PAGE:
For a few magic weeks, Bernie Sanders was taken seriously as a presidential candidate with a chance to win – a huge watershed for a self-avowed socialist. But after falling short (even if slightly) in Iowa and Nevada, and with no friendly states on the horizon, Sanders is back in protest candidacy territory.
Could taking on Hillary Clinton’s warlike foreign policy, which Sanders stubbornly refused to do, have changed the game?
Ta-Nehisi Coates argues that Sanders’s avoidance of racial justice issues says a lot about “how the left prioritizes its various radicalisms.” (It astounded me that a progressive would launch a presidential campaign in April 2015 without one reference to Black Lives Matter, the year’s most animating issue on the left.) The same can be said of Sanders’s refusal to seriously critique Hillary’s hawkishness, or her support for Israel.
Though Sanders opposed both Iraq invasions and has a clearly dovish record (except, of course, on Israel), his campaign is a potential setback to the movement to stop America’s repeated drift toward war in the Middle East. His success suggests that war and Palestine aren’t vital issues to the left, and that a progressive challenge can thrive while avoiding them entirely.
Sanders’s campaign removed antiwar expression from the 2016 election (aside from Donald Trump) and is letting neocons maintain the fiction that opposing militarism is politically costly. Which is how they stay in power under both parties.
It’s true domestic issues were central to the Sanders campaign, and are the main concern for voters in general. But was it really so politically smart to reject the energy that Sanders could have harnessed from antiwar activists? Iowa Democrats are very dovish (they were big Nuclear Freeze supporters back in the day, and opposed the contras and war with Iraq). Bernie lost by a hair there (which has made all the difference); almost anything would have put him over the top.
When Hillary harshly and unfairly attacked Bernie for wanting normalization with Iran (doesn’t Obama want this too?) I optimistically thought it would force the issue. Her charge that Sanders would bring Iranian troops to “Israel’s doorstep” was an ugly pander, if consistent. Now it’s on, I thought, he’ll have to reply. But Bernie ducked. He just ignored it. He’ll mention his Iraq opposition when asked in a debate or on the shows, but this discussion was obviously the last thing he wanted.
That’s too bad: Bernie could have used Hillary’s Israel-and-Iran-baiting to illustrate his core message about how money corrupts politics – for example, the $25 million Hillary’s Clinton Foundation has taken from the Saudi butchers, or her campaign money from megadonor Haim Saban.
It’s a more-than-curious blind spot (oh, who am I kidding? It’s depressingly predictable) that Mr. Money Corrupts has nothing to say about AIPAC’s donor-funded chokehold on the entire U.S. Congress.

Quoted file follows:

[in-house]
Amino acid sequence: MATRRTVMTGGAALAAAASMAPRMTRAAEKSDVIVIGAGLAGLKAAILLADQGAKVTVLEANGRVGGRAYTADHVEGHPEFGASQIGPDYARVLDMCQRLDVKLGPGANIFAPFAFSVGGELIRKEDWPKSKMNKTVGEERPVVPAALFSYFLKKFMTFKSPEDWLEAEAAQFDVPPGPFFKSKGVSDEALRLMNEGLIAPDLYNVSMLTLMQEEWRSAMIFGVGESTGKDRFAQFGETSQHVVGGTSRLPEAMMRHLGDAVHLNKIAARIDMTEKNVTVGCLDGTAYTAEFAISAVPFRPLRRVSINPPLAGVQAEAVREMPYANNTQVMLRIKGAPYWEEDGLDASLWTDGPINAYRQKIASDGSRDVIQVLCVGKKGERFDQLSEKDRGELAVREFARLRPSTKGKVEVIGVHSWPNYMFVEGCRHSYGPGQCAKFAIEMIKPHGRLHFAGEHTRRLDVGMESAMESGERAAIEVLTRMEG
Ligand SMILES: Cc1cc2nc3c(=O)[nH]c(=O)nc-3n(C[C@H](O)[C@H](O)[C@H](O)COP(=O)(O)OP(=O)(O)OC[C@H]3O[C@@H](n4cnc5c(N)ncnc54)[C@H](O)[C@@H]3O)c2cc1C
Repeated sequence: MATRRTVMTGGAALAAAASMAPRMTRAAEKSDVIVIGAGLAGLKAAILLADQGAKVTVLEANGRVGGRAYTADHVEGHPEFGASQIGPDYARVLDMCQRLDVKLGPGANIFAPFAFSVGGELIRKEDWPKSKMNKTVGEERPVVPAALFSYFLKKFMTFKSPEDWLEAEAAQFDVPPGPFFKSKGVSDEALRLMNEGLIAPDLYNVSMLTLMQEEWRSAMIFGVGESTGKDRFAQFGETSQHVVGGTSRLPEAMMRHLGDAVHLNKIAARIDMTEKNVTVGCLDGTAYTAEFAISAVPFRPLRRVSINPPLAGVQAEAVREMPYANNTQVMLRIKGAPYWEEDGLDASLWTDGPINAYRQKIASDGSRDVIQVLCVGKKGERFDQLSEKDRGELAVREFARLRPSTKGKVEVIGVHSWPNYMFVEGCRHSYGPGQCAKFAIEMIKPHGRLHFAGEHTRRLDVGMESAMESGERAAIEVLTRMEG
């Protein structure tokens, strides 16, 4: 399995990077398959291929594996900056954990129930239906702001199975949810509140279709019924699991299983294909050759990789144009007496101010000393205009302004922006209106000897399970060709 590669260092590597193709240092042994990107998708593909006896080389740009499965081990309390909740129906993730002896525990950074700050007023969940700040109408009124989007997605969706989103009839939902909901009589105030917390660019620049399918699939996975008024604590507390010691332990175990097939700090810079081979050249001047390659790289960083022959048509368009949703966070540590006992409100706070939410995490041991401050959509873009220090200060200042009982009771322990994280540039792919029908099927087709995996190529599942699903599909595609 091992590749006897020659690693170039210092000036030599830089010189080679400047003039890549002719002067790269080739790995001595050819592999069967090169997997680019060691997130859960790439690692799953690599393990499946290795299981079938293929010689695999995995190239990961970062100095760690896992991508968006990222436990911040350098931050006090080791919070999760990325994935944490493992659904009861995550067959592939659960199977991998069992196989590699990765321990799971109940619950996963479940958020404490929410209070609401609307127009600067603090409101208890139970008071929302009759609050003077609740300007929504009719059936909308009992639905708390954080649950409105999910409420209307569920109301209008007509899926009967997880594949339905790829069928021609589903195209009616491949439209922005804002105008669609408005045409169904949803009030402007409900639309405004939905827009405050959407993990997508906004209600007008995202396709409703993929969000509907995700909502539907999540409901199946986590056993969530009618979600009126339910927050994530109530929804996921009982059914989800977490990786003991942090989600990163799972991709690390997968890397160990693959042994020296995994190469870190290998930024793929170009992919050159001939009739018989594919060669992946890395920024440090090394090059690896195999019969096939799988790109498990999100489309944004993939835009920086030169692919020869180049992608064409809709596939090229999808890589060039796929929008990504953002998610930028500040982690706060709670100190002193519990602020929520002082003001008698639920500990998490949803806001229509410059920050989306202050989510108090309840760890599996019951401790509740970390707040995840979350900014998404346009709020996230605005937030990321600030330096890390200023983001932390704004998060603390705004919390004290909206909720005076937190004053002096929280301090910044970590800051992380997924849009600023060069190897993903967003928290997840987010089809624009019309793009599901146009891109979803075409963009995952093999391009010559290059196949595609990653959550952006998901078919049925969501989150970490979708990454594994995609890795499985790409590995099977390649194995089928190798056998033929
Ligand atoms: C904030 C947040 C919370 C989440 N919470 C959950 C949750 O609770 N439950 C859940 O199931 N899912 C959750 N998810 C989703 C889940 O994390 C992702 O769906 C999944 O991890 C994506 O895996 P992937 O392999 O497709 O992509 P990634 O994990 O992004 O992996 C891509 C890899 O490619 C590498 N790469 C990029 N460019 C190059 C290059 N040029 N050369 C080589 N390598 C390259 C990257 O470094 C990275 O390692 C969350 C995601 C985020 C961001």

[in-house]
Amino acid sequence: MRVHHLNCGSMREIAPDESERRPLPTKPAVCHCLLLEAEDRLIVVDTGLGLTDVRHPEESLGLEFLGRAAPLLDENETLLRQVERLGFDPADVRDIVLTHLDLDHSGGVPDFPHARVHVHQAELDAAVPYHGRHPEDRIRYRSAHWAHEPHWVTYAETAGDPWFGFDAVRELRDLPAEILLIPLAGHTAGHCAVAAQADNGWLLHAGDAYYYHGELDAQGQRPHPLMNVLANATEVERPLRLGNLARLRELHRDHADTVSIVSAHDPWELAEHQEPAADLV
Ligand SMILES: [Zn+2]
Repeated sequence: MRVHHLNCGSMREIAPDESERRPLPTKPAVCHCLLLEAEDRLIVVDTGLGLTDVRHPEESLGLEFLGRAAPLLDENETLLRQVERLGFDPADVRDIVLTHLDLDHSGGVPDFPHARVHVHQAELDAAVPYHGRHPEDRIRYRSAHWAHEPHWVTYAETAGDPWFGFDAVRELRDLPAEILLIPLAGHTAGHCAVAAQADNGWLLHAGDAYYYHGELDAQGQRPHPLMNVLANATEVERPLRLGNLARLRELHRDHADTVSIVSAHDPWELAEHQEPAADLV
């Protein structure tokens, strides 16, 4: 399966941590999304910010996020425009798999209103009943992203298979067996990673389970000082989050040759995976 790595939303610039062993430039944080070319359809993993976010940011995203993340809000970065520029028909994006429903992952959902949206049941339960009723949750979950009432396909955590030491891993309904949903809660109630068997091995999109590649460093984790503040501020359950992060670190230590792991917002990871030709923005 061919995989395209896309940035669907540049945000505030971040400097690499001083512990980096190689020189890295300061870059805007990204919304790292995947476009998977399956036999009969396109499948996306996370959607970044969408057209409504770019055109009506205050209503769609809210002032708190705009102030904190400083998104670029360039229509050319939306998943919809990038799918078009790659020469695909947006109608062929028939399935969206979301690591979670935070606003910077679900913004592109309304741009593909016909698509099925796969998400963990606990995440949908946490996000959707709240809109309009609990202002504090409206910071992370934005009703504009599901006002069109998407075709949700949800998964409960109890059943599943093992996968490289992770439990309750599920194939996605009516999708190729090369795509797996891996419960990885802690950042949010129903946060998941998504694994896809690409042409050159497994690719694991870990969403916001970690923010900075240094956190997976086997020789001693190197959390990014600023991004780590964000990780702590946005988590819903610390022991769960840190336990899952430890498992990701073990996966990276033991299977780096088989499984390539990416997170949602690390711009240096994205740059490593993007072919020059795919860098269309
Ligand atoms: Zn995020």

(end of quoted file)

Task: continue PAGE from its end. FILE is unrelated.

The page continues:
And it’s predictable that so many people who reject Hillary’s “pragmatism” in favor of Bernie’s “why not?” will say he has no choice but to support Israel. (Coates observes the same phenomenon in Sanders supporters who are unconcerned about barriers to passing single-payer healthcare or a $1 trillion jobs program, but who become sudden realists about African-American reparations.)
Yes, it was inspiring when Sanders called out Hillary’s friendship with Henry Kissinger and referenced the CIA’s 1953 overthrow of Iran’s democratic government. And it’s great he can point to his 2002 vote against the Iraq war. But none of that can substitute for a forward-looking vision arguing against the bipartisan war machine. Just as it shows when it replies to racial justice critics with ‘60s photos, the Sanders campaign hasn’t processed that elections are always about the future.
Sanders said nothing when Clinton promised to “take the US-Israel relationship to the next level.” (Meaning what, blasting kids off the beach for them? What more could we do?) With no pressure from anyone, Clinton is completely free to propound a pro-war message that makes her donors happy and that neocon pundits pretend is a general election asset. (Trump may prove them wrong – and how amazing is it that in 2016 the Republicans are going to nominate a candidate who opposed the Iraq war while the Democrats will pick one who voted for it?)
It may have made Bernie supporters angry when Hillary’s Nevada victory speech copied their candidate’s message points, but it shows their victory. Like Jesse Jackson in 1984 and 1988, Sanders will go on until the convention: he’s got plenty of money, passionate supporters, a good chance for victories in places like Massachusetts, Colorado, Minnesota and Oregon, and he can pick up delegates everywhere. Hillary will still have to debate him, he can influence the party platform, and he’ll give a big convention speech passionately endorsing Hillary. (Then he’ll become a fundraising powerhouse for progressive candidates and causes.)
But Sanders won’t be president, so his potential evolution in office can’t help stop the next Middle East war. To do that, it’ll be necessary to challenge and defeat pro-war candidates at the House and Senate level.